• avoid advertised events

Frequently Asked Questions

Both the Trent-Severn Waterway and the Rideau Canal National Historic Sites of Canada boast unparalleled film, photographic and recreational possibilities. To care for these amazing places and ensure visitors' wishes are fulfilled, filming activities have special considerations. Below are some FAQs that may help with your application.

Canadians already contribute to national historic sites, national parks, and national marine conservation areas through taxes – why are there visitor fees?

Parks Canada's funding comes from two sources: tax dollars and user fees. Tax dollars are used to create and preserve national historic sites, national parks, national marine conservation areas, and historic canals since their protection benefits all Canadians. Visitors pay fees to help offset the costs of the services and facilities at Parks Canada administered places since they personally benefit from them.

How are user fee revenues spent?

Revenues from fees collected at national historic sites, national parks, and national marine conservation areas are vital to these places' operation and represent about 25% of Parks Canada's operating budget. These fees are reinvested to support visitor programs, services, and facilities, in addition to engaging visitors in conservation efforts. Visitor fees never exceed the costs of delivering the service to visitors; they only ever recover a portion of the costs, keeping visitor experiences affordable.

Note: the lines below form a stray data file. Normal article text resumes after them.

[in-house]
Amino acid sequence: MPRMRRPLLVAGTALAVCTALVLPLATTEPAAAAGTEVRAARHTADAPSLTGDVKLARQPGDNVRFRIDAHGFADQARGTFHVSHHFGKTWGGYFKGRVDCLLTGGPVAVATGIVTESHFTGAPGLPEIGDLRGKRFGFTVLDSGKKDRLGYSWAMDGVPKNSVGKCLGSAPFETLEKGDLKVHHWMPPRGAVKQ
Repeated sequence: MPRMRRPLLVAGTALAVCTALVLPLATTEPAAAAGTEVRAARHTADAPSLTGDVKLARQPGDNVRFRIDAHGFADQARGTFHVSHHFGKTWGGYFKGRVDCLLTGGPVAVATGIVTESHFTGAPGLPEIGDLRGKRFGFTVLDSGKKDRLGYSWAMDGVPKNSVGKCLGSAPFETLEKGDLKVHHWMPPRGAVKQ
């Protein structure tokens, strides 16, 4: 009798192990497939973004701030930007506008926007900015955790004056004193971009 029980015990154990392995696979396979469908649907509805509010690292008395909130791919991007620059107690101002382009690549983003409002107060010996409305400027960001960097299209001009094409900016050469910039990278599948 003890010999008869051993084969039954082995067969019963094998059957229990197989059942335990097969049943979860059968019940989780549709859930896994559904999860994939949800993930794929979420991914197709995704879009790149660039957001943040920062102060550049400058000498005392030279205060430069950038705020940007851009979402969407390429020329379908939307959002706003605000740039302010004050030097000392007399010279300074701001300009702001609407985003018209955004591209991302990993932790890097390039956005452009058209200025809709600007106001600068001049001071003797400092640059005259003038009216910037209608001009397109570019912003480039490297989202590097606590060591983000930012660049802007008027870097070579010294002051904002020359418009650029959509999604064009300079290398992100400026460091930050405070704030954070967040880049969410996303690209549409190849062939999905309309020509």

How far in advance must an application must be submitted?

Applications must be submitted a minimum of 15 business days prior to intended film/photography activities.

How are the applications assessed?

When reviewing a film permit application, Parks Canada staff will be assessing whether the timing or location of the production will have any impacts on our normal operations, such as site closures or requirements for the participation of lock staff. They will also assess whether there are any potential impacts of the production on the environment or cultural resources at the site. Finally, they will assess whether any discounts may apply to the film permit, such as if the production contributes to education or raising awareness of Parks Canada's places.

Engaging the Audience:
The more your audience knows about Parks Canada Places, the more likely they will be to appreciate these heritage places and support the work required to preserve and protect them.